They compassed me about like bees,.... In great numbers (w); as a swarm of bees, which, being irritated and provoked, will fly upon persons in a body, and with great fury; to which the Amorites and the Assyrian army were compared, Deu 1:44. They will attack horses and kill them, as Aristotle (x) says; and places besieged have been delivered by throwing out hives of bees among the besiegers (y): and yet as they are feeble creatures, so by striking they lose their sting; and either die very quickly, or however become useless. All which denotes the numbers of the enemies of David and of Christ, and of his church and people, and the wrath and fury of them against them, as well as their fruitless and unsuccessful attempts upon them; for though they rage, what they contrive and endeavour to put in execution are vain things, and in the issue end in their own ruin and destruction;

they are quenched as the fire of thorns; which make a blaze, a noise, for a while; but are soon consumed, and leave only a few ashes behind. Wicked men are often compared to thorns, they being like them, unfruitful in themselves, unprofitable to others, harmful to the saints, and whose end is to be burnt; and whose destruction is certain and sudden, and easily effected as the burning of thorns; see Psa 58:9, Ecc 7:6. The Targum renders it,

"they burned as fire among thorns;''

which is easily kindled and soon quenched: and so the Septuagint, Vulgate Latin, Ethiopic, and Arabic versions; as if it was expressive of their wrath and fury, which was soon over; which agrees with what follows:

for; or "but", or "verily" (z),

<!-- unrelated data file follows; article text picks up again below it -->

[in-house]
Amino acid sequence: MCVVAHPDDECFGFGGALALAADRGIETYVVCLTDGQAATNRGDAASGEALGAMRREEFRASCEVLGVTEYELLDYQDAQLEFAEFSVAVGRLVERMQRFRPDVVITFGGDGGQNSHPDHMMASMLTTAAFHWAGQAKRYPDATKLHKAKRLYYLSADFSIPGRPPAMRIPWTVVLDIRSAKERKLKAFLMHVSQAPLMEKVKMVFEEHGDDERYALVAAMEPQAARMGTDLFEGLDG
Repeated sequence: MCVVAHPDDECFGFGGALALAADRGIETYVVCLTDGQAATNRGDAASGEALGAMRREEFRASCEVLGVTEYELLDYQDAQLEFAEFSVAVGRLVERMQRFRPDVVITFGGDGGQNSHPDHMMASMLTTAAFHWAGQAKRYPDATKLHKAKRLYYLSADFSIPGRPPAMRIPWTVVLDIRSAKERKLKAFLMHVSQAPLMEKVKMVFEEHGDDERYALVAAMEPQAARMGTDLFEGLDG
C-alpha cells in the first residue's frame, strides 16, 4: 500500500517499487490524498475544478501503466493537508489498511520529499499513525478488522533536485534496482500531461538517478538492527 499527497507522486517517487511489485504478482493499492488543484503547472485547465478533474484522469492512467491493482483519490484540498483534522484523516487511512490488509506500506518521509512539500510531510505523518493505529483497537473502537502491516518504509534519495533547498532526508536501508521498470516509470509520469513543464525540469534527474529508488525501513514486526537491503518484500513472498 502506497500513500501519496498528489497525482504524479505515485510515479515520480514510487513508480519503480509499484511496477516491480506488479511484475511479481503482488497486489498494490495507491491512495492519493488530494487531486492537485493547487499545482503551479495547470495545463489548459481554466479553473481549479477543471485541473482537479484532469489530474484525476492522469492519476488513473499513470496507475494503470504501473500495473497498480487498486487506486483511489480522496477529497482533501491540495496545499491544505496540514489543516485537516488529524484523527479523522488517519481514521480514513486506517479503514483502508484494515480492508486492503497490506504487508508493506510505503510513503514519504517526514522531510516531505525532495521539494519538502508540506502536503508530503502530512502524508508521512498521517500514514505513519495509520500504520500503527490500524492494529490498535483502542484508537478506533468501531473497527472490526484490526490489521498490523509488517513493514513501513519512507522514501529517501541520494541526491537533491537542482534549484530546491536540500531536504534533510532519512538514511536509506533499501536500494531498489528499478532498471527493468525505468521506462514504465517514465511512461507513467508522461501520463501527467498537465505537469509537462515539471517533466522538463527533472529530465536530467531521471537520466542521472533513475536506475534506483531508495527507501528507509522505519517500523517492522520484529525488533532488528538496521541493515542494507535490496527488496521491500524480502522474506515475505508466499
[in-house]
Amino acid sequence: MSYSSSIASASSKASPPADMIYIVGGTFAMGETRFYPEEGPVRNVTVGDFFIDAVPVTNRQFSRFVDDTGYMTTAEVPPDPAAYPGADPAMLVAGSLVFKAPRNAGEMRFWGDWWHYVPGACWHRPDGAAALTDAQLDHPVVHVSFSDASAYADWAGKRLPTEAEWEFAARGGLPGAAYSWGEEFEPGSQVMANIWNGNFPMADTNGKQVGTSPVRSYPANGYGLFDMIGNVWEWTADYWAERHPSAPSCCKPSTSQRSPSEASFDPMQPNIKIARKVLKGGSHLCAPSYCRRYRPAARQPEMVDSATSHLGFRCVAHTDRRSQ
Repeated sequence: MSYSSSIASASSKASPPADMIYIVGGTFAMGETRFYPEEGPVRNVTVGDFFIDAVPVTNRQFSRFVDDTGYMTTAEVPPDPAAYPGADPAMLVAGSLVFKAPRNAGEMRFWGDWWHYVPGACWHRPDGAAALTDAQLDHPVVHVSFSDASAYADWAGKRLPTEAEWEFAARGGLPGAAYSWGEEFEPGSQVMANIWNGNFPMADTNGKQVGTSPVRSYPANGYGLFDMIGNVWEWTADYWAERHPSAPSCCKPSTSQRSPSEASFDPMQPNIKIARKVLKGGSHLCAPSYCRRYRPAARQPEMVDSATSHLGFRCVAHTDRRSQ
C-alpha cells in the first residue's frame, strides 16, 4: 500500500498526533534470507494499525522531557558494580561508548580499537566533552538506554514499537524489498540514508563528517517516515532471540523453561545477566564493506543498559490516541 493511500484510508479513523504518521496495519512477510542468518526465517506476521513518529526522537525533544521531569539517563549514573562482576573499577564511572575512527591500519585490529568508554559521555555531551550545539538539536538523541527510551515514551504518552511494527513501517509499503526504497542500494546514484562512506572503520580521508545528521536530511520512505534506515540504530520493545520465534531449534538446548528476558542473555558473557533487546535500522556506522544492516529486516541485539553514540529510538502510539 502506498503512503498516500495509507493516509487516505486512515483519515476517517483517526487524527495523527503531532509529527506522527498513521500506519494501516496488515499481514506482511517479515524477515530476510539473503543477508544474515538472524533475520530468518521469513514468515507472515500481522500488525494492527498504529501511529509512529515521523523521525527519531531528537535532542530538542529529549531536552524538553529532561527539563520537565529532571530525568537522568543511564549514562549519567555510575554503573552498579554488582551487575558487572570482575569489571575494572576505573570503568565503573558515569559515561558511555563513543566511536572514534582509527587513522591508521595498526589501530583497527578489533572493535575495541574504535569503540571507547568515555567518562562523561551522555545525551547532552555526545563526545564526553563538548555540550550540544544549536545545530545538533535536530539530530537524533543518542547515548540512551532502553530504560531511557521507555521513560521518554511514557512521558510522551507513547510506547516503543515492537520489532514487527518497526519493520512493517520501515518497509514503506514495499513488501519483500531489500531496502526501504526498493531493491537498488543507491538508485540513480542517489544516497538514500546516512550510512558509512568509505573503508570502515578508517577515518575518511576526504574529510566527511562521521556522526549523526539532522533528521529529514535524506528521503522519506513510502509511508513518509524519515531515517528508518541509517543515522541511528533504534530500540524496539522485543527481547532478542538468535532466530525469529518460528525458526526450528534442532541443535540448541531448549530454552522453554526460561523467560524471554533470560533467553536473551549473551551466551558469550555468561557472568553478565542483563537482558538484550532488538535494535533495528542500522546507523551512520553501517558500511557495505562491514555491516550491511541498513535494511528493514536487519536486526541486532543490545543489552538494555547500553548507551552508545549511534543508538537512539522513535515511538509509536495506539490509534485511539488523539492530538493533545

in the name of the Lord I will destroy them; See Gill on Psa 118:10 and See Gill on Psa 118:11.

(w) , Homer. Iliad. 2. v. 87, Vid. Virgil. Aeneid. 12. v. 587. (x) Hist. Animal. l. 9. c. 40. (y) Vid. Dieteric. Antiqu. Biblic. p. 478. (z) "sed", Junius & Tremellius, Piscator; "certe utique", Polus; "quod certissime", Michaelis.

Psalms 118:13

psa 118:13

Thou hast thrust sore at me, that I might fall,.... Or "pushing, thou hast pushed me (a), that I might fall": an apostrophe to some particular enemy, as Saul was to David; who thrust sore at him to take away his life, by casting a javelin at him; speaking to his servants to kill him; sending messengers to watch his house and slay him, and by, pursuing him from place to place. And such an one was Judas to Christ, who lifted up his heel against him, and betrayed him into the hands of his enemies; or the devil in him, and by him; and who thrust sore at Christ by others; by Herod in his infancy, who sought to take away his life; and by the Scribes and Pharisees, who attempted it in different ways, and at last got him nailed to the cross; as well as Satan thrust sore at him, by his temptations in the wilderness, and when in his agonies in the garden, and when on the cross: and so the same enemy thrusts sore at the members of Christ, to cause them to fall from him, and the steadfastness of their faith in him to fail; that they may fall into temptation, and by it into sin, and that finally and totally, and into hell itself, could he obtain it;

but the Lord helped me; helped David, so that he perished not by the hand of Saul, he sometimes feared he should; helped Christ, as man and Mediator, in the day of salvation, and raised him from the dead, and gave him glory: and he helps his people against all their enemies; holds them with his right hand; helps them to fight against them; maintains his own work of grace in them, and keeps them from a total and final falling away, by his power unto salvation. The Targum is,

"the Word of the Lord helped me.''